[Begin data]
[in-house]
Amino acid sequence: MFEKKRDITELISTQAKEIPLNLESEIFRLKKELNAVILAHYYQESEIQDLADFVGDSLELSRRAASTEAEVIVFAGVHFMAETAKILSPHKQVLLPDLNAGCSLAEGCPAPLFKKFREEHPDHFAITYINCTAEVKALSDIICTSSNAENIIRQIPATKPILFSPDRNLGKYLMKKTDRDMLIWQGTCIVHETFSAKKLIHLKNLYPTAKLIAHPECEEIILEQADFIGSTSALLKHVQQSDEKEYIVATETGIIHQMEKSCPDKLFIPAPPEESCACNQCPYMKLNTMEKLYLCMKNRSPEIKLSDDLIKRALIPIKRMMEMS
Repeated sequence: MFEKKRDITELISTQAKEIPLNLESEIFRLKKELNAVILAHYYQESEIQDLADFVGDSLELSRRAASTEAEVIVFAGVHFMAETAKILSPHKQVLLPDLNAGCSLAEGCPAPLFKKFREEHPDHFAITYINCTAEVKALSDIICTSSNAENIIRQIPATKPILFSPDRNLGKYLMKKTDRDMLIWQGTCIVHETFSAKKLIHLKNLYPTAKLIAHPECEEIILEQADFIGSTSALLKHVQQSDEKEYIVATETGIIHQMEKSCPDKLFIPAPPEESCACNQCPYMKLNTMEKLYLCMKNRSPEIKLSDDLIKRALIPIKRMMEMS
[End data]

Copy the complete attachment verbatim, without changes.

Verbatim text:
[in-house]
Amino acid sequence: MFEKKRDITELISTQAKEIPLNLESEIFRLKKELNAVILAHYYQESEIQDLADFVGDSLELSRRAASTEAEVIVFAGVHFMAETAKILSPHKQVLLPDLNAGCSLAEGCPAPLFKKFREEHPDHFAITYINCTAEVKALSDIICTSSNAENIIRQIPATKPILFSPDRNLGKYLMKKTDRDMLIWQGTCIVHETFSAKKLIHLKNLYPTAKLIAHPECEEIILEQADFIGSTSALLKHVQQSDEKEYIVATETGIIHQMEKSCPDKLFIPAPPEESCACNQCPYMKLNTMEKLYLCMKNRSPEIKLSDDLIKRALIPIKRMMEMS
Repeated sequence: MFEKKRDITELISTQAKEIPLNLESEIFRLKKELNAVILAHYYQESEIQDLADFVGDSLELSRRAASTEAEVIVFAGVHFMAETAKILSPHKQVLLPDLNAGCSLAEGCPAPLFKKFREEHPDHFAITYINCTAEVKALSDIICTSSNAENIIRQIPATKPILFSPDRNLGKYLMKKTDRDMLIWQGTCIVHETFSAKKLIHLKNLYPTAKLIAHPECEEIILEQADFIGSTSALLKHVQQSDEKEYIVATETGIIHQMEKSCPDKLFIPAPPEESCACNQCPYMKLNTMEKLYLCMKNRSPEIKLSDDLIKRALIPIKRMMEMS